Last Night

Live Review: Nneka at the Troubadour

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Tue, Aug 17, 2010 at 8:00 AM

click to enlarge Nneka at the Troubadour - MARGUERITE DE BOURGOING
  • Marguerite de Bourgoing
  • Nneka at the Troubadour
You imagine Nneka was a quiet, serious child. If she deemed you worthy of a smile, it was a prize awarded.

It still is. Not until three songs into her set last night at the Troubadour did she grin; when her dimples finally deepened, the crowd seemed relieved, almost as if they were beginning to worry she didn't like them. That's partly due to cultural differences. Americans are accustomed to perennial gaiety in our performers, and Nneka is half-German, half-Nigerian. It's also due to personal philosophy. "One should not force anything," she said after singing what's probably her biggest-to-date American hit, "The Uncomfortable Truth."

That title alone explains much about the politically-charged singer with a presence that belies her pocket size ("She's TINY!" chorused the audience while she walked onstage as nonchalantly as if she were about to start dinner). Her songs mince no words. Take the lyrics to "Africans," from her first U.S. release, Concrete Jungle: "It is so comfortable to say racism is the cause, but this time it is the same color chasing and biting us...Wake up Africa!! Wake up and stop blaming..."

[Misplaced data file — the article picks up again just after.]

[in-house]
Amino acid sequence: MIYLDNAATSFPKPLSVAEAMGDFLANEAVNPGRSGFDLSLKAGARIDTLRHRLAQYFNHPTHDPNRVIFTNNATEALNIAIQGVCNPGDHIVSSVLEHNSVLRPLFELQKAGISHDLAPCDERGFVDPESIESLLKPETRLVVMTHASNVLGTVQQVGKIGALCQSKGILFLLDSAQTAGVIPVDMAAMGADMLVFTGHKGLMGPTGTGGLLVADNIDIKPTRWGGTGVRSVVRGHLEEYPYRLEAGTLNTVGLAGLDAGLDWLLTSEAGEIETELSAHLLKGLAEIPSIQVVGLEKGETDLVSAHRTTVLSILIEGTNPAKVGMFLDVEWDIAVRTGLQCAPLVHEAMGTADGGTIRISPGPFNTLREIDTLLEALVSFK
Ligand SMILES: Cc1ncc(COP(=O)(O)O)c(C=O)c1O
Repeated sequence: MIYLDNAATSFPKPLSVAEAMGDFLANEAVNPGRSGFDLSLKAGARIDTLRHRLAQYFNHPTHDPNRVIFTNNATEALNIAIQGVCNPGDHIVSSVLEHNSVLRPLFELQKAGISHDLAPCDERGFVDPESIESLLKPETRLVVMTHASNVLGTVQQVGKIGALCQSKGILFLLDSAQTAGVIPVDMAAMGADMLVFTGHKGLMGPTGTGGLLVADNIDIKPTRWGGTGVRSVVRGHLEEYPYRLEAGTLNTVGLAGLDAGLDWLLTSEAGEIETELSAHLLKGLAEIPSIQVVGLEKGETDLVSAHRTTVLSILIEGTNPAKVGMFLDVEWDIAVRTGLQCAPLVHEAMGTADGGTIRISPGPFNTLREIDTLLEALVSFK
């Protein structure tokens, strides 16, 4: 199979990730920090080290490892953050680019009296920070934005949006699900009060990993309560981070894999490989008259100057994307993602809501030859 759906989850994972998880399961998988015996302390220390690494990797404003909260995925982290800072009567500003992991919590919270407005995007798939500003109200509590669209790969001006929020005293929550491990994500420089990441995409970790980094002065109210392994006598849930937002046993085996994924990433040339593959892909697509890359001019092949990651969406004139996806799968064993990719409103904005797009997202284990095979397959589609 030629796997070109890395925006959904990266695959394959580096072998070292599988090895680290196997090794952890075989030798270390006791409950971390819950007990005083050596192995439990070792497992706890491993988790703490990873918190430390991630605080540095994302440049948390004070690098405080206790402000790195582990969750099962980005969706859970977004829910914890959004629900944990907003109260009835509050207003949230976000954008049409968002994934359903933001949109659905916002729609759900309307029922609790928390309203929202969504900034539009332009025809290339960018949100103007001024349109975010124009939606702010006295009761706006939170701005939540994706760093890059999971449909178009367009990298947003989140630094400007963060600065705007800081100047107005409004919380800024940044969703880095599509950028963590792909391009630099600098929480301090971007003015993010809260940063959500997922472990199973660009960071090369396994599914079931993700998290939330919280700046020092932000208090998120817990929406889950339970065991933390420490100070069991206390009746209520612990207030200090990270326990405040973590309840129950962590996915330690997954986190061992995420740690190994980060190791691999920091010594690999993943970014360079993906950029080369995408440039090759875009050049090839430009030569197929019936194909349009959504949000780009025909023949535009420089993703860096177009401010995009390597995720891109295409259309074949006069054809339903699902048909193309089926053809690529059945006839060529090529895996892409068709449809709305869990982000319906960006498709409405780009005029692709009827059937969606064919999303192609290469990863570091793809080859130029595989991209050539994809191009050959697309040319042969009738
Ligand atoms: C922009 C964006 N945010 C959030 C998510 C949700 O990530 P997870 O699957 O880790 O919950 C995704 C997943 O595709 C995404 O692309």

Yet--to riff on the Biblical passages Nneka often references--passion without action is dead. Watching Nneka perform is almost like watching a Method actor prepare. Crouched at the back of the stage during a slowed version of "Heartbeat," her face covered by her hands or buried in the crook of her arm, she seemed knocked backwards and breathless by the world. Eyes clenched tight, she panted the lyrics, "Blood, blood, blood, keeps rushing..."

She flung herself likewise into every song, whether snaking her body across the stage to "V.I.P" (Vagabonds In Power, if you're curious) or seamlessly transitioning from full-bodied belt to fluttery, staccato chirps.

Speaking of her vocal ability, her recordings simply don't do it justice. Smoky no matter whether she's singing alto, skipping to a soprano, or, yes, spitting a verse, she sounds better live, even when the bass is too loud and the reverb too much, as they were at the start of last night's show.

After returning for a one-song encore, which she performed with by then-expected fierceness, she left the stage with as little fanfare as with which she arrived...and no smile.

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